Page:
Expert: It’s tough for Islamic banks too
By Chong Pooi Koon
“This year the syariah banks are going to be exposed to the crisis the entire year. Those who survive this year will come out as winners, but others, especially the smaller banks, could merge, be taken over, or simply disappear,” BMB Islamic UK Ltd chief executive officer Dr Humayon Dar said in a media interview in Kuala Lumpur yesterday.
Islamic finance is distinctively different from conventional banking in principles. But it does not operate in isolation from the mainstream financial market and hence is not spared from the credit crunch, Humayon said.
Consolidation is a positive development for the industry since it will help pool the Islamic assets under fewer but stronger institutions, he said.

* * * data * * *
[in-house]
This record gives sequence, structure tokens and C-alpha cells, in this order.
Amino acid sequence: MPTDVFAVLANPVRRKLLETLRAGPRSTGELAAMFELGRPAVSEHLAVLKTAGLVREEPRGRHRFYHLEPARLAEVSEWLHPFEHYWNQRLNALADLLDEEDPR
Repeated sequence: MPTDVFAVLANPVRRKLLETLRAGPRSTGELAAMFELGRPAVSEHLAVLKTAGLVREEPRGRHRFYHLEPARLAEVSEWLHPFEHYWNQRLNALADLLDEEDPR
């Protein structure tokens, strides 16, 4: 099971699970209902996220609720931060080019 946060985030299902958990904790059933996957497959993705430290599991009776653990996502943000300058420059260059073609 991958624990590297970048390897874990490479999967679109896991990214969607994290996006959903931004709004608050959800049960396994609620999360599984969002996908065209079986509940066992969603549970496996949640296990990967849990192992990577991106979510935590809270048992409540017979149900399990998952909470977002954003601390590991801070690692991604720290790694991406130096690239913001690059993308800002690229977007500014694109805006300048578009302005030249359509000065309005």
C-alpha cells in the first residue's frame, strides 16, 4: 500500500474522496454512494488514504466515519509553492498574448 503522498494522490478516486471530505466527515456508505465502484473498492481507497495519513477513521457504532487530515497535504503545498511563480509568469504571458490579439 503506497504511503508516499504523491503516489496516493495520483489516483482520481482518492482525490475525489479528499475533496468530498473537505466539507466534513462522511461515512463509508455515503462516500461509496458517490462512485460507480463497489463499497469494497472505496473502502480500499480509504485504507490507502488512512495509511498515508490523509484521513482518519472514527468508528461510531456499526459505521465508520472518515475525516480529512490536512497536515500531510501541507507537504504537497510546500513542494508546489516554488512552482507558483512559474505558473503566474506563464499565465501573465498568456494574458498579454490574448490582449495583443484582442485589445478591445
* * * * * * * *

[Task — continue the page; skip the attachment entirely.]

The Western banks are now more convinced about Islamic banking potential after they saw the sector’s resilience in the face of the subprime crisis.
On the other hand, some big financial institutions from the UK and the US, which entered the market four to five years ago in chase of the huge oil wealth, were disappointed by Islamic finance, he said, because they failed to secure business from syariah investors.
“It is very difficult for non-Islamic institutions to sell syariah banking products. The syariah investors are not going to trust someone who has conventional products in his left hand, Islamic products in his right hand and who sits in the bar drinking,” Humayon observed.
London-based BMB Islamic provides syariah structuring and advisory services to mainly financial institutions. It is part of the Cayman Islands-registered asset management firm BMB Group Ltd, whose parent is in Brunei.
BMB Islamic was recently named the Best Syariah Advisory Firm in Islamic Finance News Poll conducted by Kuala Lumpur-based Redmoney Group, and Humayon was in Kuala Lumpur to attend the award ceremony.